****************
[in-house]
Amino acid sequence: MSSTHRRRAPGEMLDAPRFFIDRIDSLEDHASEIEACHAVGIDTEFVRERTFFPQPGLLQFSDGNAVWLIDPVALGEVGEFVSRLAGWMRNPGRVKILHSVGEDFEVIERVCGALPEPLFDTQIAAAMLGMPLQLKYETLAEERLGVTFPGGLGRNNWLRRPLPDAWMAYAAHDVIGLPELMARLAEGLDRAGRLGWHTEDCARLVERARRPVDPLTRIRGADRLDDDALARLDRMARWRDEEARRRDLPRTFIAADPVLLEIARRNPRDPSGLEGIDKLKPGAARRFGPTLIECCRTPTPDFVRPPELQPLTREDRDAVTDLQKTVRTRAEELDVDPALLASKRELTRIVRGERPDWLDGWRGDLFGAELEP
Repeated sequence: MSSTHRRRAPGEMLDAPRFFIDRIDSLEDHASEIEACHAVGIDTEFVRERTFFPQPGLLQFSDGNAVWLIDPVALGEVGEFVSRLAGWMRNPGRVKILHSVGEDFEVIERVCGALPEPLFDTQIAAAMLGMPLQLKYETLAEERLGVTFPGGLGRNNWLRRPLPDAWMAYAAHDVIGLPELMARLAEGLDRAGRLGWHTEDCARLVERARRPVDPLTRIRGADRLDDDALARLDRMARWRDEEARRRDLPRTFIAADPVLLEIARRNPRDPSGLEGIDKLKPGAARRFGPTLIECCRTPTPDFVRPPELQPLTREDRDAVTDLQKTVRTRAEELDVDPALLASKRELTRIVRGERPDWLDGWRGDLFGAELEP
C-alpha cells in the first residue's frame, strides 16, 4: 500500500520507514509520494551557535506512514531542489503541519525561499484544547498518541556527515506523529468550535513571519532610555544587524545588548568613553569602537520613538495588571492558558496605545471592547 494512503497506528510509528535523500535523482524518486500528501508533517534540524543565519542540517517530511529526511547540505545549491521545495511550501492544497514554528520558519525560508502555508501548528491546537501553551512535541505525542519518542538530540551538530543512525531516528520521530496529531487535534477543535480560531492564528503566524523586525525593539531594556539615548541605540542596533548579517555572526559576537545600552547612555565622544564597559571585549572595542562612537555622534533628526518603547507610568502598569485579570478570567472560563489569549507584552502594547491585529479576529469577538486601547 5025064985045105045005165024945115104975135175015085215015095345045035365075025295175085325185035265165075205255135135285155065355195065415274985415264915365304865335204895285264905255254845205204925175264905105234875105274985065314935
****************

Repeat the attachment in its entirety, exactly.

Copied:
[in-house]
Amino acid sequence: MSSTHRRRAPGEMLDAPRFFIDRIDSLEDHASEIEACHAVGIDTEFVRERTFFPQPGLLQFSDGNAVWLIDPVALGEVGEFVSRLAGWMRNPGRVKILHSVGEDFEVIERVCGALPEPLFDTQIAAAMLGMPLQLKYETLAEERLGVTFPGGLGRNNWLRRPLPDAWMAYAAHDVIGLPELMARLAEGLDRAGRLGWHTEDCARLVERARRPVDPLTRIRGADRLDDDALARLDRMARWRDEEARRRDLPRTFIAADPVLLEIARRNPRDPSGLEGIDKLKPGAARRFGPTLIECCRTPTPDFVRPPELQPLTREDRDAVTDLQKTVRTRAEELDVDPALLASKRELTRIVRGERPDWLDGWRGDLFGAELEP
Repeated sequence: MSSTHRRRAPGEMLDAPRFFIDRIDSLEDHASEIEACHAVGIDTEFVRERTFFPQPGLLQFSDGNAVWLIDPVALGEVGEFVSRLAGWMRNPGRVKILHSVGEDFEVIERVCGALPEPLFDTQIAAAMLGMPLQLKYETLAEERLGVTFPGGLGRNNWLRRPLPDAWMAYAAHDVIGLPELMARLAEGLDRAGRLGWHTEDCARLVERARRPVDPLTRIRGADRLDDDALARLDRMARWRDEEARRRDLPRTFIAADPVLLEIARRNPRDPSGLEGIDKLKPGAARRFGPTLIECCRTPTPDFVRPPELQPLTREDRDAVTDLQKTVRTRAEELDVDPALLASKRELTRIVRGERPDWLDGWRGDLFGAELEP
C-alpha cells in the first residue's frame, strides 16, 4: 500500500520507514509520494551557535506512514531542489503541519525561499484544547498518541556527515506523529468550535513571519532610555544587524545588548568613553569602537520613538495588571492558558496605545471592547 494512503497506528510509528535523500535523482524518486500528501508533517534540524543565519542540517517530511529526511547540505545549491521545495511550501492544497514554528520558519525560508502555508501548528491546537501553551512535541505525542519518542538530540551538530543512525531516528520521530496529531487535534477543535480560531492564528503566524523586525525593539531594556539615548541605540542596533548579517555572526559576537545600552547612555565622544564597559571585549572595542562612537555622534533628526518603547507610568502598569485579570478570567472560563489569549507584552502594547491585529479576529469577538486601547 5025064985045105045005165024945115104975135175015085215015095345045035365075025295175085325185035265165075205255135135285155065355195065415274985415264915365304865335204895285264905255254845205204925175264905105234875105274985065314935